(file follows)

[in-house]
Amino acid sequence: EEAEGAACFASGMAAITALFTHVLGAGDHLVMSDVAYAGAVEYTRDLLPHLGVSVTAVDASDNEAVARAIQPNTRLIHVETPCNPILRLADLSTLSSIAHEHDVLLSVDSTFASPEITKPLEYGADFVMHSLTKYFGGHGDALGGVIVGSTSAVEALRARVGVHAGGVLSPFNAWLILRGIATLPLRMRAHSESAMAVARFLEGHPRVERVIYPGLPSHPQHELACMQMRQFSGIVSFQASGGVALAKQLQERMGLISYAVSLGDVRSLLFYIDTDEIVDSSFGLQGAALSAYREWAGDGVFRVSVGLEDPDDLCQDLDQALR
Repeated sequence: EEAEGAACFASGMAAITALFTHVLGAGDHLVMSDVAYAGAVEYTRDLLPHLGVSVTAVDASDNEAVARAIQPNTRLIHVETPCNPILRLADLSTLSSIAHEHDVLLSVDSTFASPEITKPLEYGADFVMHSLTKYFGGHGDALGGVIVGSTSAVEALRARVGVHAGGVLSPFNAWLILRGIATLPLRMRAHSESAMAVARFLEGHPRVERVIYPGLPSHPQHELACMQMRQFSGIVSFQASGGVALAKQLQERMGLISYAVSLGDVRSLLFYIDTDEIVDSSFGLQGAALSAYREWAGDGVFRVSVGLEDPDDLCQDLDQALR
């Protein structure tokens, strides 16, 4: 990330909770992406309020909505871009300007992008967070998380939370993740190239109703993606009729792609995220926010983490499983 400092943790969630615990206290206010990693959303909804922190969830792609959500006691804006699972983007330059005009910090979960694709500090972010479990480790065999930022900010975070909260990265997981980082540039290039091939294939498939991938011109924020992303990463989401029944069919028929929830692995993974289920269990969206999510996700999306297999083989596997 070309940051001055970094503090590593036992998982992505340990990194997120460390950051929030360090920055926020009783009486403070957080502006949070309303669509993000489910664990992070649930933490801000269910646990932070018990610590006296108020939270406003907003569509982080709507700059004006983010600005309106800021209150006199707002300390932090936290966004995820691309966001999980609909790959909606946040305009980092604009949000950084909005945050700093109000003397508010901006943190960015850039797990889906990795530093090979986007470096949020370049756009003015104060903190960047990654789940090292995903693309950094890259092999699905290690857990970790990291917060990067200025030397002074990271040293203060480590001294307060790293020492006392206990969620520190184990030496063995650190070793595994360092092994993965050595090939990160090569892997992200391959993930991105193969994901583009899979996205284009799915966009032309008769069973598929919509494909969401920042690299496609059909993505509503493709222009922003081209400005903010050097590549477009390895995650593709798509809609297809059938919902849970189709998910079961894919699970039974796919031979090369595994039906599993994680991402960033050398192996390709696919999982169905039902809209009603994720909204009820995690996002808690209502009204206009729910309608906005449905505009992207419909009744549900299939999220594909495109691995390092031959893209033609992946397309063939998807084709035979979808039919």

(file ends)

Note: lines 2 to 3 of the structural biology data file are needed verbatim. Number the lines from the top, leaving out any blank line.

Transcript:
Amino acid sequence: EEAEGAACFASGMAAITALFTHVLGAGDHLVMSDVAYAGAVEYTRDLLPHLGVSVTAVDASDNEAVARAIQPNTRLIHVETPCNPILRLADLSTLSSIAHEHDVLLSVDSTFASPEITKPLEYGADFVMHSLTKYFGGHGDALGGVIVGSTSAVEALRARVGVHAGGVLSPFNAWLILRGIATLPLRMRAHSESAMAVARFLEGHPRVERVIYPGLPSHPQHELACMQMRQFSGIVSFQASGGVALAKQLQERMGLISYAVSLGDVRSLLFYIDTDEIVDSSFGLQGAALSAYREWAGDGVFRVSVGLEDPDDLCQDLDQALR
Repeated sequence: EEAEGAACFASGMAAITALFTHVLGAGDHLVMSDVAYAGAVEYTRDLLPHLGVSVTAVDASDNEAVARAIQPNTRLIHVETPCNPILRLADLSTLSSIAHEHDVLLSVDSTFASPEITKPLEYGADFVMHSLTKYFGGHGDALGGVIVGSTSAVEALRARVGVHAGGVLSPFNAWLILRGIATLPLRMRAHSESAMAVARFLEGHPRVERVIYPGLPSHPQHELACMQMRQFSGIVSFQASGGVALAKQLQERMGLISYAVSLGDVRSLLFYIDTDEIVDSSFGLQGAALSAYREWAGDGVFRVSVGLEDPDDLCQDLDQALR